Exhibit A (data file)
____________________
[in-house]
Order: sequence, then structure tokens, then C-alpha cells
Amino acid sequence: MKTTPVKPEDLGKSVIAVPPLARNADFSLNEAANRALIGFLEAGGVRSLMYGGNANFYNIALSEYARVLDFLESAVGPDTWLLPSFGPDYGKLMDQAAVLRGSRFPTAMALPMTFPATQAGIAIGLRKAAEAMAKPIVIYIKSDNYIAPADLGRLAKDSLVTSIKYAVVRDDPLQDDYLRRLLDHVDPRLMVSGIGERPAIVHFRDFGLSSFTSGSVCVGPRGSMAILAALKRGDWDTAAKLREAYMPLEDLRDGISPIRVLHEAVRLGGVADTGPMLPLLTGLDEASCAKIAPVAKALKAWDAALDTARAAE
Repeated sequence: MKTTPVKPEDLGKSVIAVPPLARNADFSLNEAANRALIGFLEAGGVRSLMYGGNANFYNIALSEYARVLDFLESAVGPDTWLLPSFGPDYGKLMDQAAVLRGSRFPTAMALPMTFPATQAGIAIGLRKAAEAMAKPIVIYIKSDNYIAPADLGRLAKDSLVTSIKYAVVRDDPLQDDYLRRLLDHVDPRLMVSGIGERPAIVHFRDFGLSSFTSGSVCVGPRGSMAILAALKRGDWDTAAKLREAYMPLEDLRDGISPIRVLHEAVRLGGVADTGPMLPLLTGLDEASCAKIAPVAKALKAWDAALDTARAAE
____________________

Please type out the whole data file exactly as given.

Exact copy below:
[in-house]
Order: sequence, then structure tokens, then C-alpha cells
Amino acid sequence: MKTTPVKPEDLGKSVIAVPPLARNADFSLNEAANRALIGFLEAGGVRSLMYGGNANFYNIALSEYARVLDFLESAVGPDTWLLPSFGPDYGKLMDQAAVLRGSRFPTAMALPMTFPATQAGIAIGLRKAAEAMAKPIVIYIKSDNYIAPADLGRLAKDSLVTSIKYAVVRDDPLQDDYLRRLLDHVDPRLMVSGIGERPAIVHFRDFGLSSFTSGSVCVGPRGSMAILAALKRGDWDTAAKLREAYMPLEDLRDGISPIRVLHEAVRLGGVADTGPMLPLLTGLDEASCAKIAPVAKALKAWDAALDTARAAE
Repeated sequence: MKTTPVKPEDLGKSVIAVPPLARNADFSLNEAANRALIGFLEAGGVRSLMYGGNANFYNIALSEYARVLDFLESAVGPDTWLLPSFGPDYGKLMDQAAVLRGSRFPTAMALPMTFPATQAGIAIGLRKAAEAMAKPIVIYIKSDNYIAPADLGRLAKDSLVTSIKYAVVRDDPLQDDYLRRLLDHVDPRLMVSGIGERPAIVHFRDFGLSSFTSGSVCVGPRGSMAILAALKRGDWDTAAKLREAYMPLEDLRDGISPIRVLHEAVRLGGVADTGPMLPLLTGLDEASCAKIAPVAKALKAWDAALDTARAAE